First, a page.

Christmas sports books: Hockey figures prominently
But there’s also inside story of golfer Tiger Woods and how thoroughbred horses are developed
The Big Miss. By Hank Haney. Random House, 247 pages, $31.
VANCOUVER — Still blanked out on what to get the sports fan in the family for Christmas? In crisis mode with 10 shopping days left? Me, too. So maybe it’s time to cuddle up with something more in-depth than the 140-character world of Twitter.
Here’s a list of 10 books that sounds intriguing. Full disclosure: I haven’t yet read any of them but they are on my wish list. Maybe Santa will figure out I’ve been good enough in 2012 and he’ll deposit one or two beneath my tree.
The Big Miss
By Hank Haney
Random House, 247 pages, $31
The world-famous swing coach chronicles his six years tutoring Tiger Woods, from the time they first hooked up in 2004 until their relationship ended in 2010. Haney reveals both sides of Tiger, his brilliance on the golf course and his behind-the-scenes obsessions that may have led to his decline. Woods, a noted control freak, was upset with Haney for writing the book even before it was published. But as Haney noted: “They are my memories, too.”
Seven Deadly Sins: My Pursuit of Lance Armstrong
By David Walsh
Atria Books, 432 pages, $27
This is Walsh’s third book about the disgraced cyclist and seven-time Tour de France winner. Walsh, a writer for the Sunday Times of London, suspected that Armstrong’s success was too good to be true. He doggedly pursued the story and was vindicated when Armstrong was stripped of his seven Tour titles following a damning report by the U.S. Anti-Doping Agency.
The Secret Race: Inside the Hidden World of the Tour de France; Doping, Cover-ups and Winning at All Costs
By Tyler Hamilton and Daniel Coyle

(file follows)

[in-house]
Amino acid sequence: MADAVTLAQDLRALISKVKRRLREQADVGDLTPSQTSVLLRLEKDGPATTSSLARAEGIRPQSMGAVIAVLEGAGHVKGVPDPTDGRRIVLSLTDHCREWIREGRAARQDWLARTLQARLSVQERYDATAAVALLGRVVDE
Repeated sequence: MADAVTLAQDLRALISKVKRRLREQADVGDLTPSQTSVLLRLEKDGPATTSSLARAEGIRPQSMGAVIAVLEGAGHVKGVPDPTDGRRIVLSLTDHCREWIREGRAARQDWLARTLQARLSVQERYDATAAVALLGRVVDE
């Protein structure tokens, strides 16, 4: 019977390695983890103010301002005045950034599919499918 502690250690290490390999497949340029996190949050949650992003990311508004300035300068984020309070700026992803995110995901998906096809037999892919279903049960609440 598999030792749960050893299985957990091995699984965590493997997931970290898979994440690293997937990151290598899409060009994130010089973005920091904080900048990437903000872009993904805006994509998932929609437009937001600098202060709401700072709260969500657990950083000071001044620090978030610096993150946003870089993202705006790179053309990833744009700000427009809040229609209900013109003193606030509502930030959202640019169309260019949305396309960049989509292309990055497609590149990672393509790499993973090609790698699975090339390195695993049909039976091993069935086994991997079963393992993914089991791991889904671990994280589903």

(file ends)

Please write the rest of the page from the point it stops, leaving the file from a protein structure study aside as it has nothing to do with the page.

Bantam Books/Random House, 279 pages, $34
Hamilton was a teammate and lieutenant of Lance Armstrong during three of the latter’s seven Tour de France victories (1999-2001). He was also the 2004 Olympic gold medallist in the time trial, a medal he would have to return when he, too, was found guilty of doping. He was eventually suspended for two years, came back and was caught again in 2009. Co-author Coyle conducted more than 200 hours of interviews with Hamilton for the book.
By Sean Pronger with Dan Murphy
Penguin Books, 301 pages, $32
The one-time Canuck draft pick made the publicity rounds a few weeks back, which served to pique interest in his odyssey around hockey’s professional leagues. Pronger pokes fun at himself and his parade through 16 different dressing rooms in 11 years. His last game in the NHL came as a Canuck on the infamous March 8, 2004 night that Todd Bertuzzi attacked Steve Moore. It’s the one chapter in the book that isn’t lighthearted. The rest sounds like a pretty good giggle.
The Instigator: How Gary Bettman Remade the League and Changed the Game Forever
By Jonathon Gatehouse
Viking, 335 pages, $32
Never has a book seemed more appropriate. The NHL commissioner is a bad guy to many, a good guy to some, and it appears his legacy will be forever stained by the number of games his league has lost because of lockouts under his watch. Bettman has been at the helm for 20 years. Interestingly, the book begins with the scene at Rogers Arena just minutes after the Bruins beat the Canucks in Game 7 of the 2011 Stanley Cup Final. Fans pelted Bettman with garbage — remember? — as they took out their frustrations for the loss. Another 334 pages follow.